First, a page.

Great comments!  In the second paragraph of my reply here, I figured, what the heck -- my thoughts about whether foam is good or bad for the environment is up for all to read.  Your comments here or there are warmly welcomed, no matter how much you disagree with me :-)

Posted by Tom Harrison on Jun 28, 2010 3:54pm
When discussing spray foam, you say it can be installed in wall cavitied without removing the wall board. Are you referring to one specific type of foam? Over the years I've talked with several installers of foam, and every one has said they can't retrofit into an old house like mine unless we strip the outside walls. Thanks for an informative site! Posted by Alan M on Jul 2, 2010 9:13pm

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Posted by monmouth university on Sep 22, 2013 1:01am

 I'm no expert, but I did find this link, suggesting that with care, existing, enclosed wall cavities can be filled with foam.  I think it's not a do-it-yourself affair -- the right foam that expands the right amount would be needed.  Given cost, blown-in cellulose is probably the preferred method, in most cases.  I have had cellulose installed in my house both from the outside and from the inside.  The former required removal of the clapboards; the latter a suitably placed 2" hole in the plaster.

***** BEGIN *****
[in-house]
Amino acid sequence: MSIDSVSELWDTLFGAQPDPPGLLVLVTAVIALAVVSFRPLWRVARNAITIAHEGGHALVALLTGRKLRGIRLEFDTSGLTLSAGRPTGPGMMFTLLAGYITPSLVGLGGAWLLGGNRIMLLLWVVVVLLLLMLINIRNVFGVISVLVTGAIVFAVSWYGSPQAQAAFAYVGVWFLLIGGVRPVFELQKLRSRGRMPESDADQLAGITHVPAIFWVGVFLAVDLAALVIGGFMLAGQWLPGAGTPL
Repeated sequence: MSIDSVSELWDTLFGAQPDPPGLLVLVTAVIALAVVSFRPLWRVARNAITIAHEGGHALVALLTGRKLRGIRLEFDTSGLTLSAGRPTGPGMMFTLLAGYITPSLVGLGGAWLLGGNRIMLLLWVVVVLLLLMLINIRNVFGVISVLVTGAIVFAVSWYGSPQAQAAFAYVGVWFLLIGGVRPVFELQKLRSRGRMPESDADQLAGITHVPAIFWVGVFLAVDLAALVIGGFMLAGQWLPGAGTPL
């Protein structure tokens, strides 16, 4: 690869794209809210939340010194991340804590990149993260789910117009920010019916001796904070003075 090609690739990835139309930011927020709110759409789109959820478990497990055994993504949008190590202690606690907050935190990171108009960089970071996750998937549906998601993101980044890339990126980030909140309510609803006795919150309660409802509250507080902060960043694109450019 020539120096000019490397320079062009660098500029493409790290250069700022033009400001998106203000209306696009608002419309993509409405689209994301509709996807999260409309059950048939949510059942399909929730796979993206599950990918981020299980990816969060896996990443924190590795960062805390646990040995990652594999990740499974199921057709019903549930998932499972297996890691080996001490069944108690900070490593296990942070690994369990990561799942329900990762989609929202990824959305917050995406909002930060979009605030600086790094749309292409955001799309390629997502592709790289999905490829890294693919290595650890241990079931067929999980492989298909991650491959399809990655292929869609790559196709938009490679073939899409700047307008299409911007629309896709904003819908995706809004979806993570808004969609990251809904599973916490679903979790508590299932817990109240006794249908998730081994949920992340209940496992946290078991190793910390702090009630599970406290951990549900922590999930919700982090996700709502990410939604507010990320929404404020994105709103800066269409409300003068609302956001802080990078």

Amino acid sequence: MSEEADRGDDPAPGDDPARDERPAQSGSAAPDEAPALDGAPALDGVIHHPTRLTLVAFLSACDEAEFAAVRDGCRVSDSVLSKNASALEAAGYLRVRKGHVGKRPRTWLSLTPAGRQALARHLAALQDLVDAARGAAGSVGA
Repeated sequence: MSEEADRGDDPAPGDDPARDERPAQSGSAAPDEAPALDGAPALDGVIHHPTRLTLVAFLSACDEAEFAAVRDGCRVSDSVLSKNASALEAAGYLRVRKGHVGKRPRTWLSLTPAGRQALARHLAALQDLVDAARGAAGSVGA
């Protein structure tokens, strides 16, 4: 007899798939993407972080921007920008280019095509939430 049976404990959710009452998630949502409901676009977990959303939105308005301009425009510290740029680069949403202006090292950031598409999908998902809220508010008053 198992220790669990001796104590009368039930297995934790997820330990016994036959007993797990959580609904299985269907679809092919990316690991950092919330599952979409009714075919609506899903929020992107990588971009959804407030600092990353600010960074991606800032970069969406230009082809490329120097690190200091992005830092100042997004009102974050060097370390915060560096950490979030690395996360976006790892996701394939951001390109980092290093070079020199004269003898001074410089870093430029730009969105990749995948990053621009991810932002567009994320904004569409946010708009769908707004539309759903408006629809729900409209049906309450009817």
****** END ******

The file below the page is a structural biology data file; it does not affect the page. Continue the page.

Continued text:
Posted by Tom Harrison on Jul 3, 2010 2:08pm
Very good information , I'm in the field and agree with what you have written. Posted by Tom on Aug 28, 2010 7:05pm
we've installed all these different types of insulations. As written all have advantages and disadvantages in Phoenix, az we find the radiant barrier is the best bang for the dollar. Posted by Anonymous on May 21, 2012 10:40am

Thanks for the post and I am agree with your point that choosing the right place for insulation is essential if you have new construct house then you need to insulate. myself I have insulated my house.

Posted by Petson on Dec 2, 2014 5:56am

I want to find a natural insulator for my house, we're getting rid of the fiberglass. We have young kids running around, and I don't like the fiberglass in the air. I'm sure there is a better option for us out there, especially in the attic. The house could be more energy efficient as well, so we'll be taking that into consideration.

Posted by Ashley on Apr 9, 2015 8:25am